Re:How many downloads? (1)

gstoddart (321705) | about 9 months ago | (#45465491)

Last time I went looking for something as simple as a flash manual switch to use as a flashlight, it took digging through multiple apps to finally find one that didn't want Internet access.

Indeed. My first steps after downloading a new app is to put the device into airplane mode and run it.

If it needs internet connection for something, it gets binned immediately. Especially for something which has no legitimate need for any network access (like a flashlight and most games).

So many of them start up and immediately want to go to an ad server.

Re:How many downloads? (1)

GTRacer (234395) | about 9 months ago | (#45467123)

... Now that I'm done picking my jaw up off the floor I think I'm going to try this with the apps I already have.

That said, I've taken great pains to only install apps with a decent critical mass of reviews or trustable endorsements. And I pay rather than get the "free" versions so I don't risk ad-network attacks.

Re:How many downloads? (1)

bickerdyke (670000) | about 9 months ago | (#45467685)

Why install it at all and not just bin it as soon it wants internet access?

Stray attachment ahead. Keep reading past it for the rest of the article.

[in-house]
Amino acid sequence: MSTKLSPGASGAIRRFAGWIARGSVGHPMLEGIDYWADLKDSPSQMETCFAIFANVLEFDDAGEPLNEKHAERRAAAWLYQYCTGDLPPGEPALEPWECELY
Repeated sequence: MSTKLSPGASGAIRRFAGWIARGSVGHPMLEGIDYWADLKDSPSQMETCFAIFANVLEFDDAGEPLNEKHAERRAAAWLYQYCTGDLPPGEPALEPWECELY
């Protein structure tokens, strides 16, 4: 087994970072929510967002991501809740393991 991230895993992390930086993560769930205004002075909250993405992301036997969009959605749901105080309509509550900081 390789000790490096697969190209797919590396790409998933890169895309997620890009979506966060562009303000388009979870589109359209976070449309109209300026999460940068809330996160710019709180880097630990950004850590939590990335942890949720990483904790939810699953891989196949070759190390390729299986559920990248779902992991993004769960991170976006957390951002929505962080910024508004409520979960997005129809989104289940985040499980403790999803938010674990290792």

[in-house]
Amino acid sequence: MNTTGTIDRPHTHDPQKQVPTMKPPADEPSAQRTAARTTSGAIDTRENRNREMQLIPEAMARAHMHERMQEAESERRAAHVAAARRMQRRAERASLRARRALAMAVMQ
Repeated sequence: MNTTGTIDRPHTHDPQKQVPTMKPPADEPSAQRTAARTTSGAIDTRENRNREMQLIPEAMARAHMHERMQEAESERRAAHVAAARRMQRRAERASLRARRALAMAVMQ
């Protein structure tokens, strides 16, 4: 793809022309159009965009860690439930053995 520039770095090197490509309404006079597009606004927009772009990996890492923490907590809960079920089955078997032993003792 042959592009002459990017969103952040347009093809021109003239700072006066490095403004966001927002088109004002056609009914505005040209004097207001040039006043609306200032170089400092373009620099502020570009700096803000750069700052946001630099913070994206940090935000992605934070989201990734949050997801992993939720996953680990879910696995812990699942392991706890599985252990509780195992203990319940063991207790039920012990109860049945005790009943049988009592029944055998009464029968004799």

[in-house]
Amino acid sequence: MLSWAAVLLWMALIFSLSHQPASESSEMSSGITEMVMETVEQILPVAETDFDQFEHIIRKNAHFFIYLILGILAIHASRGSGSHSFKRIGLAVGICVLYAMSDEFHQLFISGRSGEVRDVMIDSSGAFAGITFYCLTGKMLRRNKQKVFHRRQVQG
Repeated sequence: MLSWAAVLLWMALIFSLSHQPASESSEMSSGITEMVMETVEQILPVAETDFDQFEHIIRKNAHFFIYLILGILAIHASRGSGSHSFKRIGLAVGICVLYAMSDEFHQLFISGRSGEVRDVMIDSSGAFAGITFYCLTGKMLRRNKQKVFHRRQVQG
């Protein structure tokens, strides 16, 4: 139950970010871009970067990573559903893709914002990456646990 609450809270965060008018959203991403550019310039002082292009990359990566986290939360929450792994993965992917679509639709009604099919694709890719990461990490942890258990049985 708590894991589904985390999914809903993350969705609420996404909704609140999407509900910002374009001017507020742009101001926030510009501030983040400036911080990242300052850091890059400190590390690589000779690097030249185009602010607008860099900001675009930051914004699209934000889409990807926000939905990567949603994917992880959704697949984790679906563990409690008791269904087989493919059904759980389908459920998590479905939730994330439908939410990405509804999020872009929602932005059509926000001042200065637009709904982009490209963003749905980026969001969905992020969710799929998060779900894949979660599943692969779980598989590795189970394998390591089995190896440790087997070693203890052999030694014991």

Either you have that problem on iThings too or you're ignoring the pre-install permission list on Android for some unknwon reason.

Re:How many downloads? (1)

RenderSeven (938535) | about 9 months ago | (#45465785)

Exactly. The must be a good 50 flashlight apps but I cant find a single one that doesnt run ads or need dubious privileges. I even started with highest price ones first and they still want too much info. (If you know of one please let me know). But very common to want my phone book, ability to place calls, access the GPS location, modify SD card contents, and so on.

Sometimes its explainable - I install GPS Status paid version, and when it asked for full network access I emailed the dev, and he answered quickly saying he got lazy and loads all the help screens from the web. So OK, yeah maybe.

The average user I hear from all complain about poor performance, unstable operation, and high data charges, and dont understand that its because they installed 100 free crapware apps.

Re:How many downloads? (2)

FictionPimp (712802) | about 9 months ago | (#45465863)

I use Nexus Flashlight. It requires access to the camera, and the ability to keep your phone from going to sleep. Nothing else.